True likes Treacy’s strength-based program and thinks that Treacy will help him from pushing too hard in training, which he thinks has been an issue in recent years.
“He’s somebody that really emphasizes recovery and not doing too many workouts in a period of time,” True said. “And I’ve felt that I’ve been running myself a little ragged the last few years and I think having that little extra bit of recovery will probably help me.”
True is entered in the 5k on Saturday but he’s only been running again for four weeks at this point so he’s not expecting much. Still, he is the American record holder for 5k on the roads (13:20) and always seems to be in the mix in these kind of races. We’re certainly not counting him out. But True is also here as a guest of the NYRR (he’ll be on the lead vehicle for the marathon) and said that he definitely has some marathons in his future, though he wants to stay on the track for at least two more years.
Brenda Martinez is most known for her silver medal in the 800 at the 2013 World Championships, but now at the age of 30, she said it’s time for her to give up the 800 in championships and focus on the 1500 and possibly 5000.
“I think I’m just going to leave the 800 alone at championships and just move up and see what I can do with my strength in the 15 and maybe the 5k,” said Martinez, who was a 2016 Olympian at 1500 meters.
“There’s a bit of drama in the 800, and that’s completely out of my control. It’s just time for me to move up.”
Martinez is using the 5000m here to test the waters at the longer distances. She ran a very respectable 15:24 at the Carlsbad 5000m in 2014 and said the plan on Saturday is to run with the leaders.
“The races changes now that Molly Huddle (US 5k road record holder) is in it… Now I’m going to go out with whoever is leading it. I think I’m fit to do a pretty strong 2 mile, the last mile is going to be all heart.”
After the 5th Avenue Mile in September, Martinez had platelet-rich plasma therapy (PRP) for her Achilles tendinosis. She said she hasn’t felt any Achilles pain since then, which is a good thing as it had bothered her for two years. She also said her training partner, Boris Berian, the 2016 World Indoor champion at 800, had two PRP treatments this year and should be back in form in 2018.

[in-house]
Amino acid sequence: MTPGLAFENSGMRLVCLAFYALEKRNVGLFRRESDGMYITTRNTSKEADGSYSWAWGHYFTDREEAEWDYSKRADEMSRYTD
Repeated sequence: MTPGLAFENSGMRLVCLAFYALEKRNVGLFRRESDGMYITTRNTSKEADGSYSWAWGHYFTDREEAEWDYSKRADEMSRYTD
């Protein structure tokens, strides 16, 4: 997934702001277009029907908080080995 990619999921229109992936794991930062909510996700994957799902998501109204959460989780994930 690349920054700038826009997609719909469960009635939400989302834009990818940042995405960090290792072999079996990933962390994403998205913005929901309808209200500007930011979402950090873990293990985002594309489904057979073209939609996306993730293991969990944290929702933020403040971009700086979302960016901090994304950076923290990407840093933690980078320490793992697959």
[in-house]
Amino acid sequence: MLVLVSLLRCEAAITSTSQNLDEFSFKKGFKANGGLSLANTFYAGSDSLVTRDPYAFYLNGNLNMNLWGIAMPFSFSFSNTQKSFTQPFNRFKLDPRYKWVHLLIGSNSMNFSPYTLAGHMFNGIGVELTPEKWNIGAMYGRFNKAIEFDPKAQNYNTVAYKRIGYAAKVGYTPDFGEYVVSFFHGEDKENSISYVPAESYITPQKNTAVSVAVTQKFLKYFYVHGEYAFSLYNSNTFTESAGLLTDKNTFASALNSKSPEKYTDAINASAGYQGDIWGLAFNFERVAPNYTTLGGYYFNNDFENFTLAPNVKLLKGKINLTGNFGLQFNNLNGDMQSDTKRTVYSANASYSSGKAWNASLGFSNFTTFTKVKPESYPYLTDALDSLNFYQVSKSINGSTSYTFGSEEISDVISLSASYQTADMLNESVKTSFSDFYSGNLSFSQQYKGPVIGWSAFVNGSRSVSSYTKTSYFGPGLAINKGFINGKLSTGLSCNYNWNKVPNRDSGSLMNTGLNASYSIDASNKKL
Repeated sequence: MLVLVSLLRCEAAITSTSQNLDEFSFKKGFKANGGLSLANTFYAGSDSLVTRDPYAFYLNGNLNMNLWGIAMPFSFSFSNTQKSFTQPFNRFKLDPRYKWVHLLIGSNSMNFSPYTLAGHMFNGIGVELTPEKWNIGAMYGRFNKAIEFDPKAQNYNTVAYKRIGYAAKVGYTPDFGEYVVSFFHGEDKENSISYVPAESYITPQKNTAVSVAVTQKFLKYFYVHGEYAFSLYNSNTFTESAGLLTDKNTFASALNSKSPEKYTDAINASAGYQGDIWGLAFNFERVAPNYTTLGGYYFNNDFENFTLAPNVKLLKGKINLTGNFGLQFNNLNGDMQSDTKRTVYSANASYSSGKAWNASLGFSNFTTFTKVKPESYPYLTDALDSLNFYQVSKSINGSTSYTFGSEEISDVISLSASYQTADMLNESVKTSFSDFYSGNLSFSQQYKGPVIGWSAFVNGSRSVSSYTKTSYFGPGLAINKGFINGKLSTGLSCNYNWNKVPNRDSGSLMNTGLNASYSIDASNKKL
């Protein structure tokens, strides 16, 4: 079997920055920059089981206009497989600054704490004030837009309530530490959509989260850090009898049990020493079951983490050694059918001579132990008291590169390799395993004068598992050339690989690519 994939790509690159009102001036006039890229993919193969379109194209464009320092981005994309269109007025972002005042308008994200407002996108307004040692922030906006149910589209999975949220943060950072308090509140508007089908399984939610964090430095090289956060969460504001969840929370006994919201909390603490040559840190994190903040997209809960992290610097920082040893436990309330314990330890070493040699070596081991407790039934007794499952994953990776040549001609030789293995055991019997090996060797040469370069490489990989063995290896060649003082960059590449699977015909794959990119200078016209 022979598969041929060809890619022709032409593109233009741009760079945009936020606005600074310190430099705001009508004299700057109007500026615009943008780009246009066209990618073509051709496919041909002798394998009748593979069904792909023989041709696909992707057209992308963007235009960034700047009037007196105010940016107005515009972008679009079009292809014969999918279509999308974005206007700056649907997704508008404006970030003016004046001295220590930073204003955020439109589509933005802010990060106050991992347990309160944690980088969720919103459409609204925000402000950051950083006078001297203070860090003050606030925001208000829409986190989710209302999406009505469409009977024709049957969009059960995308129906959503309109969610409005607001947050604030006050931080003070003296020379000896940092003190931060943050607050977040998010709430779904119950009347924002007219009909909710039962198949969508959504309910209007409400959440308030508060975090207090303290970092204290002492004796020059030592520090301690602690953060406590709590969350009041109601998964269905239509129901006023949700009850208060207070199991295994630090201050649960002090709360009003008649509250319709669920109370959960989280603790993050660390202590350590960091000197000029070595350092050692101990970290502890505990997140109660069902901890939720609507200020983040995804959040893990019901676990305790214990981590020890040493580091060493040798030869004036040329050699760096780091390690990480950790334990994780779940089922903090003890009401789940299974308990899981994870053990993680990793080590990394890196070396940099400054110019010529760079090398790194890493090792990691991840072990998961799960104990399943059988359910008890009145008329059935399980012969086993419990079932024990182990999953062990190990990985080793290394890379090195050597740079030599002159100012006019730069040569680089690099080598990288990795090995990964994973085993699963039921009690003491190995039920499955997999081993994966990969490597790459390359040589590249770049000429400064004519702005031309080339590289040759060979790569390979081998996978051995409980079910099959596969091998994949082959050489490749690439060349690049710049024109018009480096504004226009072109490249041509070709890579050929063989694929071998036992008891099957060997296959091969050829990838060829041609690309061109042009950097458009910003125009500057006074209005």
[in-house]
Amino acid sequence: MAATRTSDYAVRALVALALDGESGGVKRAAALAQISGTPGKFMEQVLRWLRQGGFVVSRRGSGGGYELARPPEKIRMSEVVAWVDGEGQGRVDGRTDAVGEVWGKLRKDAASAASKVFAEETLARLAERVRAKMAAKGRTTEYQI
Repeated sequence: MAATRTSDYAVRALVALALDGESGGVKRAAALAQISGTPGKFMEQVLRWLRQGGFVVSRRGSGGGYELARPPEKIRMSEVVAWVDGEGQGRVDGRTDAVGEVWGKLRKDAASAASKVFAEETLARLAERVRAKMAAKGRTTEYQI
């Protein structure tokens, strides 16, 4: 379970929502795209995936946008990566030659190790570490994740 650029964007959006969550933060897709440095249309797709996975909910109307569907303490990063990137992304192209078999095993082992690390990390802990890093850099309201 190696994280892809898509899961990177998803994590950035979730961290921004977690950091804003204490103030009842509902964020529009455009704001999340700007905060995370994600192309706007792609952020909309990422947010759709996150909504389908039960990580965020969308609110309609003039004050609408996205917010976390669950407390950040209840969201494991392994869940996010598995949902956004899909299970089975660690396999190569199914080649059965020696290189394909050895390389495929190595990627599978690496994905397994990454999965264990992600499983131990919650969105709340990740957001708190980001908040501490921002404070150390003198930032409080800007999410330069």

Hassan Mead and Leonard Korir ready to get to Paul Chelimo’s level
Hassan Mead of the Oregon Track Club and Leonard Korir of WCAP both ran the 10,000m at the World Champs. Korir was 13th and Mead 15th, not quite at the level of Chelimo, but that didn’t stop Mead from saying he thinks Korir is the favorite in Saturday’s race, due to Korir having raced the most this fall.
Mead also noted that he has a faster 5k PR (13:02.80) than Chelimo. Chelimo has put it together when it matters most, and both Mead and Korir both want to get to that level.
Time for a change for Desi Linden
Linden was 7th at the Olympics and 4th in Boston this spring — good results, but still short of Linden’s ultimate goal. Linden could have come out and run another marathon this fall, but she felt that in order to improve as a marathoner, she would be better served changing things up rather than continuing on the same path.
“I feel like I’ve kind of hit a plateau,” Linden said. “Speed just needs to be touched on…If I went out and did a track segment, I would be a 33-low, maybe 32:50 [10k runner] and I think I need to push that down.”
She’s had some fun mixing it up at shorter distances this fall (she ran the 5k Mayor’s Cup XC race in Boston two weeks ago). In particular, she’s looking forward to mixing it up against some athletes that she doesn’t normally get to race. Linden, a 2:22 marathoner, battling Brenda Martinez, a 1:57 800 runner, over 5k should be interesting.
“I’m finishing up my workouts hard, I’m like, I want Brenda Martinez to go out too hard, she’s gonna be in the hills late and then I want to sprint by her in the finish. So I think visually that would be amazing. Then she’d probably still outkick me. But in my mind…”